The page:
Of Trials In Children With Cancer

Children and adolescents constitute a special vulnerable population of research subjects, often grouped with other special classes, like the mentally retarded, mentally ill and prisoners. There are special federal protections which apply to all research involving children as subjects which are covered by Subpart D of Part 46 of Title 45 of the Code of Federal Regulations (45 CFR 46), requiring that institutional review boards (IRBS) give consideration to the degree of risk, the benefit to child subjects, the nature of the knowledge to be gained, permission of the parent or guardian, and the concurrence of the child subjects, known as assent. A child's capacity to give assent is conditioned by his or her developmental level.44'45

Subsequent to the promulgation of the original rules, adopted in 1983 and modified in 1991, there has been nearly continuous debate and controversy surrounding safeguards for all human subjects of research and for children especially.

The tragic death of an 18-year-old research subject in 1999 in a gene-transfer trial at a major research university in which human subjects were not protected, adverse events had not been reported and financial conflicts of interest were involved, served to trigger several new federal initiatives to further strengthen protections of human research subjects in clinical trials,46 including the imposition of sanctions on investigators who fail to adhere to regulations. As this chapter goes to press, the federal Office for Protection from Research Risks (OPRR) has been reorganised, expanded and renamed the Office for Human Research Protections (OHRP) and transferred to the Office of the Secretary, Health and Human Services (HHS) and the National Biothetics Advisory Commission, at the request of the President, has undertaken a sweeping examination of the ethical and policy issues in the oversight of human research in the United States (see www.bioethics.gov). As a result, the ethical and regulatory framework within which paediatric cancer clinical trials are conducted, now and in the future, will continue to evolve, and investigators must remain abreast.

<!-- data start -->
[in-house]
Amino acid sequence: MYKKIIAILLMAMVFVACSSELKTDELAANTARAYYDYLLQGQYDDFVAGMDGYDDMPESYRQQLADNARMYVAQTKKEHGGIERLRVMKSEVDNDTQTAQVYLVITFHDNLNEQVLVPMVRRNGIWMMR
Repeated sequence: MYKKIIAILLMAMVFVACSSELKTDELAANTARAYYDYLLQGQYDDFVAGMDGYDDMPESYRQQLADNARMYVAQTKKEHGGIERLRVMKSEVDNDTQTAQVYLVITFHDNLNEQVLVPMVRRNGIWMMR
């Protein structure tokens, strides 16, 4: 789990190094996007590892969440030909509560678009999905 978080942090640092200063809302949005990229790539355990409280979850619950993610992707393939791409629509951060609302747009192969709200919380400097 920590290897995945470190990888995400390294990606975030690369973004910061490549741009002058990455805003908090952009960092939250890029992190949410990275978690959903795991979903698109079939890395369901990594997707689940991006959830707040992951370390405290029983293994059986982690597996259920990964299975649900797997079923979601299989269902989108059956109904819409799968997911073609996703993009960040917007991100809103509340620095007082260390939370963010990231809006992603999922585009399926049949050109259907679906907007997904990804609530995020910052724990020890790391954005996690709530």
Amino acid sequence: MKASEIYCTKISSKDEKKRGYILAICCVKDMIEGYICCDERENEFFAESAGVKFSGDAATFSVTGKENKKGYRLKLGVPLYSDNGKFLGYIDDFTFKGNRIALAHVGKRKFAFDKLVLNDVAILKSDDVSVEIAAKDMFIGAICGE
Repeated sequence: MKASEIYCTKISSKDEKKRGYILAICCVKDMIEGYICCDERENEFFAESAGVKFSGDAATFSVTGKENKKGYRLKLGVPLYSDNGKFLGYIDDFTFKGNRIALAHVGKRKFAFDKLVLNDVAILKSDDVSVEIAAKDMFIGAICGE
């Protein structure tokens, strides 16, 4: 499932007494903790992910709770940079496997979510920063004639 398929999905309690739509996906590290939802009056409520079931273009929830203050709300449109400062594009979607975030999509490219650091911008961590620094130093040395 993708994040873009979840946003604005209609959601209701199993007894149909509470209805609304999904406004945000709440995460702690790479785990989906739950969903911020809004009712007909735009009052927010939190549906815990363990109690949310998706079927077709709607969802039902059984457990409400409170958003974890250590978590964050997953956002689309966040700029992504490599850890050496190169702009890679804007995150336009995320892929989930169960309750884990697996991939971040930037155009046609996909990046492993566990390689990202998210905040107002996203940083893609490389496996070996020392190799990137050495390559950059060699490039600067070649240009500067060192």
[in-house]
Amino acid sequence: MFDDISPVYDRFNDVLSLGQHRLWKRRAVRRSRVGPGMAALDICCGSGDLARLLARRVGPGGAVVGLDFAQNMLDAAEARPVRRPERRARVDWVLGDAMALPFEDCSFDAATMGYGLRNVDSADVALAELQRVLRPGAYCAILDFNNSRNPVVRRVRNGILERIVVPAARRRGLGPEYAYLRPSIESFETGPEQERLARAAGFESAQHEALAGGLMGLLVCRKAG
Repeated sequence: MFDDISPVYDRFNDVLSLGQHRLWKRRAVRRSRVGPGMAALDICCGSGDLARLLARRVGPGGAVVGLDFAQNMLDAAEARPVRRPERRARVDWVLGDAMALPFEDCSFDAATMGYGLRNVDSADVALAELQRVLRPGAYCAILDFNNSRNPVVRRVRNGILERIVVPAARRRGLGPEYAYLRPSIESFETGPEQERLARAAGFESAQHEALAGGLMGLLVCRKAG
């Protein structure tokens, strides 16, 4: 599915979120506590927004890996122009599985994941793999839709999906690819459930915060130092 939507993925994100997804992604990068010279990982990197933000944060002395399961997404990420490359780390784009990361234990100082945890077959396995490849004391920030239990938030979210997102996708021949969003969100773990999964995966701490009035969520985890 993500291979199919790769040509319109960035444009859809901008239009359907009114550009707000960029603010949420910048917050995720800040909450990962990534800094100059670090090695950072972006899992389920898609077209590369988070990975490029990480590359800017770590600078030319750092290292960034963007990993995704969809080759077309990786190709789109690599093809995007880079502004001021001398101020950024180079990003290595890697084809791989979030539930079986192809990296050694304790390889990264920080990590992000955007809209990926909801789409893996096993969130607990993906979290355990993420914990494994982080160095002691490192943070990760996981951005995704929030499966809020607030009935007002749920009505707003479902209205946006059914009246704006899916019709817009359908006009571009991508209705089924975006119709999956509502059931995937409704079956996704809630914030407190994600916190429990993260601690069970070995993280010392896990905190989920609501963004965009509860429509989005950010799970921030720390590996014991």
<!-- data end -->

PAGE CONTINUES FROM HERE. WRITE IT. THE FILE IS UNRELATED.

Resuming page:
Specific ethical issues impacting statisticians involved in collaborative research include ensuring confidentiality, data and safety monitoring, and problems and pitfalls in interpretation of interim analyses and planning studies to answer negative questions.47 A negative question, e.g., what is the minimum therapy needed to produce cure?, has particular relevance for paediatric cancer trials which are (often) aimed at reduction of the acute or delayed effects of cancer treatment on the growing child.